Research teams from universities nationwide are working on a variety of aviation environmental topics including sustainable aviation fuels, aircraft emissions, and noise impacts with support from Federal Aviation Administration (FAA) grants. The FAA is awarding $27.2 million to 11 U.S. universities as part of its Aviation Sustainability Center (ASCENT) program. The awards will be matched in-kind by the Center’s partners under the grants program one-to-one cost sharing agreement.     

“The work of these teams is a cornerstone of the FAA’s sustainability efforts,” said FAA Administrator Mike Whitaker. “The entire aviation industry can leverage this research to reduce noise and enable safe and efficient operations while working toward net-zero emissions by 2050.”  

ASCENT grants will support the work of these universities:  

  • The Georgia Institute of Technology: fuel efficiency, fuel emissions, fuel cells, sustainable aviation fuel technology, air quality, noise measurement and next-generation aircraft.
  • Washington State University: sustainable aviation fuel, the sustainable aviation fuel supply chain, fuel efficiency and hydrogen propulsion.
  • Pennsylvania State University: engine technology, fuel efficiency, noise measurement and supersonic propulsion.
  • Massachusetts Institute of Technology: fuel emissions, air quality, contrails, noise, the sustainable aviation fuel supply chain, high altitude operations, hydrogen propulsion, electrification assessments and commercial space emissions.
  • Dayton University: sustainable aviation fuel and fuel testing.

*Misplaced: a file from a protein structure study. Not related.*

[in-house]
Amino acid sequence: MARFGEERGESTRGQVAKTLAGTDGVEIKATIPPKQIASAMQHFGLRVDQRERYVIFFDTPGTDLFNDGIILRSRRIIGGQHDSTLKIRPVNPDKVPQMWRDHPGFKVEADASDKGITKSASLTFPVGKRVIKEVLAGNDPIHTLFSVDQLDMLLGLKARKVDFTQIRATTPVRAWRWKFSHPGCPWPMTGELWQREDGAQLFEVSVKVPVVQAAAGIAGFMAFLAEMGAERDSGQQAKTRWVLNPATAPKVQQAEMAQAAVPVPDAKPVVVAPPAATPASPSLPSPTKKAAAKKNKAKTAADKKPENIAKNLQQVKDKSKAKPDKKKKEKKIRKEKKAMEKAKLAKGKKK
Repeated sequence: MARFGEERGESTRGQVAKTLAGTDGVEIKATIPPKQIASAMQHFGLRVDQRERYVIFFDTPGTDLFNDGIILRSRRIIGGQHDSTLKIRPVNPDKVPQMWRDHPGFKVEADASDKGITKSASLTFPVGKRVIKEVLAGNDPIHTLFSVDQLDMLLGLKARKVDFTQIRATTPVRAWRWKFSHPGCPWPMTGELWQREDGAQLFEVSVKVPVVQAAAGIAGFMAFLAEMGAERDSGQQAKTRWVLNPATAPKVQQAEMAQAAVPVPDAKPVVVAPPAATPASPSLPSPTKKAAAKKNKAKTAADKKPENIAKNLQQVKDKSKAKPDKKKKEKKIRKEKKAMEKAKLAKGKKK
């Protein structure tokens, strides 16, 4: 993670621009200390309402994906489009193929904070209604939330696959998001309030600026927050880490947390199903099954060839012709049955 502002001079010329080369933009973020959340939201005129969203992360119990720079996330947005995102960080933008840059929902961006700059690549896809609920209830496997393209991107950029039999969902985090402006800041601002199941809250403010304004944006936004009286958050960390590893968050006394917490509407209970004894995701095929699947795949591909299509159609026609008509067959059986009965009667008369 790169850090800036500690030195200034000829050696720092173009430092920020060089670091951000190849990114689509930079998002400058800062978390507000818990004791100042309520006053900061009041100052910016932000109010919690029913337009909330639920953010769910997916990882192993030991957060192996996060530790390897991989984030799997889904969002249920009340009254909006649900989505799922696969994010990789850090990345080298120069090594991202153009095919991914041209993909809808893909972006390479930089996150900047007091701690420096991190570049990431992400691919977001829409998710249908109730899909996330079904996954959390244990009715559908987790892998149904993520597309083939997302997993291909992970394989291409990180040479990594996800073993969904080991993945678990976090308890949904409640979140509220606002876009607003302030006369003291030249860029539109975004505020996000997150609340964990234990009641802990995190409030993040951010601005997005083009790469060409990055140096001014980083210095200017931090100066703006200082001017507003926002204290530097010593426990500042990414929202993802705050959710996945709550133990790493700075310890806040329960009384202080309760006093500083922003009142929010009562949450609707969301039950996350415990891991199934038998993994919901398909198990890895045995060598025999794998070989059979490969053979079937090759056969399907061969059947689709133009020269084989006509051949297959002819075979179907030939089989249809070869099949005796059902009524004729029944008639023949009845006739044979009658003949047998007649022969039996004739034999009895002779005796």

• Boston University: air quality, noise, and health issues involving aviation noise.
  • University of Illinois: contrails, emissions impacts, fuel testing, and commercial space emissions.
  • Purdue University: fuel efficiency and the sustainable aviation fuel supply chain.
  • The University of North Carolina: air quality.
  • Stanford University: sustainable aviation fuel.
  • University of Hawaii: fuel efficiency and the sustainable aviation fuel supply chain.  

Teams from Missouri University of Science and Technology, Oregon State University, the University of Pennsylvania, the University of Tennessee and the University of Washington are continuing their research on other ASCENT projects. 

“The FAA has invested more than $155 million in grant funds since the ASCENT research effort began and the work has driven forward our environmental effort significantly,” said Assistant Administrator for Policy, International Affairs, and Environment Laurence Wildgoose. “As a result of ASCENT research, four new procedures have been implemented at Boston Logan International Airport to reduce noise impacts on surrounding communities."   

Detailed descriptions of all ASCENT projects including annual reports can be found here. 

In its Aviation Climate Action Plan, the United States set a goal to achieve net-zero greenhouse gas emissions from the U.S. aviation sector by 2050. Find more information about the FAA and its environmental efforts at its Sustainability Gateway Page and its Sustainable Aviation Fuel page.